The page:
Though you’ve been pro for less than 15 months, you’re already operating at eight round level. How far are you off a contest with, say, the winner of the British/Commonwealth unifier between Curtis Woodhouse and Willie Limond?

I’ll not reach my potential until 2015. That’s when you’ll see me starting to call everybody out.

If the fights were made over eight rounds, I’d strongly fancy my chances now. Technically, I believe I’m past them already. But I’ve not done the 12 rounds yet so it’d be wrong for me to go calling out proven 12 round fighters. I have to tick that box myself.

Birtley’s former world medallist Bradley Saunders was on the Team GB roster for even longer than you and lately he’s been ripping up trees himself in the light-welter division. You pinched his Olympic slot for 2012. Is there rivalry or even animosity? Could there be a big money collision down the line? 

No, no. Bradley’s my big mate. We train together at the Macklin gym in Marbella. I think it’s a fight that neither of us would want and there’s enough belts around for us to travel separate routes.

We’ve sparred plenty in the past and, after Saturday’s fight, we’ll be going over to Ronnie Shields gym in Texas with the Macklins to spar each other and anybody else that’s about. I’ve heard that (Cuba’s WBA/WBO super-bantam king Guillermo) Rigondeaux might be there. 

Unlike the amateurs, where winning is the only consideration, professional boxing is part of the entertainment industry, where building profile and shifting tickets are equally important. How have you been developing that side?

I’m selling plenty of tickets. For one fight, I did about 700 and I do a couple of hundred minimum each fight.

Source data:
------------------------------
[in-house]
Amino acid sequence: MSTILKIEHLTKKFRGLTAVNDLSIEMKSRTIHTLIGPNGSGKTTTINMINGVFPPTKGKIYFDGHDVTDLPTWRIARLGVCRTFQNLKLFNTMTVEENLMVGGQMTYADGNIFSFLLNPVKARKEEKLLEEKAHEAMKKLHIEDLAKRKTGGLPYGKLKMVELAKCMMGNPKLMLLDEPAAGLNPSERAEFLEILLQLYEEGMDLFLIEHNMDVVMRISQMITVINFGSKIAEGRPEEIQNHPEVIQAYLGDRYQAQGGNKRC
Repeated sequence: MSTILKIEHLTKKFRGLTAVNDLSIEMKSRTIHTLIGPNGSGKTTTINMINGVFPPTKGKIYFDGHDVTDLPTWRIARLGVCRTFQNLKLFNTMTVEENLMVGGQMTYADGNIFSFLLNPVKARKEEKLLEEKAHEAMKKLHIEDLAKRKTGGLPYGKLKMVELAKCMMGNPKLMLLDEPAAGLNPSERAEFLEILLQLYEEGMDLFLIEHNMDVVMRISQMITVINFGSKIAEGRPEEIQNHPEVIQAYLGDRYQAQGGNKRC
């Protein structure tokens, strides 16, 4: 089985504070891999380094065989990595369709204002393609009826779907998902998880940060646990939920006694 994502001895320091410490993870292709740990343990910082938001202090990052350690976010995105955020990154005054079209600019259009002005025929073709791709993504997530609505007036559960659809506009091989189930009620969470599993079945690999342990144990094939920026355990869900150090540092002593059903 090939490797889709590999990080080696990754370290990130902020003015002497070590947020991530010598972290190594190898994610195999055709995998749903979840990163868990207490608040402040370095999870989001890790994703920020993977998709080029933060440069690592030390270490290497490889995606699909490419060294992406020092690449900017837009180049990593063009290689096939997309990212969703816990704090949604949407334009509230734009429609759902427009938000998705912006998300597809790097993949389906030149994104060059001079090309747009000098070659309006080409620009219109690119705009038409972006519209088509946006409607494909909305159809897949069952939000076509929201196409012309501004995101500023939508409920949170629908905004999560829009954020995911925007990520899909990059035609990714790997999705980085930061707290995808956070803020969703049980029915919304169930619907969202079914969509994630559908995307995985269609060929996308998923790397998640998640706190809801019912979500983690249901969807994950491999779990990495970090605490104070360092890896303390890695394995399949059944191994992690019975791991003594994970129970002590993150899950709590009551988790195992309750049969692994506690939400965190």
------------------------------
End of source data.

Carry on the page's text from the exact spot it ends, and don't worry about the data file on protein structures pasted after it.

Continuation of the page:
The Liverpool press are very supportive and give me decent coverage but there are a lot of very good fighters in Liverpool so it’s always a scramble to get column inches.

You start in Liverpool for the fourth time as a pro on Saturday evening when you confront Sheffield’s useful Ryan Hardy over eight rounds at the Olympia. What are you hoping to achieve from that?

Ryan’s yet to be stopped so to be the first to manage that would be good. He’s a tough fighter with a decent record himself, seven wins from eight, so he’ll be coming to win. These are the types of opponent that I need if I’m to shine.

It’s my first fight with my new trainer Seamus (Macklin, younger brother of middleweight Matthew) so we’ll be trying out new stuff we’ve been working on. Though Seamus looks very young, never judge a book by its cover. He’s very, very knowledgeable, very, very good. We’ve a great connection. We’re definitely on the same level.

I feel I’m learning new stuff every day in the gym with Seamus. We both know I’ve got exceptionally fast hands but he’s teaching me to slow down and place my shots, make every one count. The temperature is a lot hotter in Spain and I only have 30 second breaks between rounds so my fitness levels are improving. I’m really happy.

Where do you hope to be by the end of 2014?

Fighting at ten round level. Frank has promised me four eight rounders and a ten rounder by the end of the year. A fight against Tyrone Nurse for the English title would be nice.  I want to be able to tick all the boxes at that level before being unleashed next year. One million per cent I believe I’ll be a 12 round fighter and win the British title in 2015.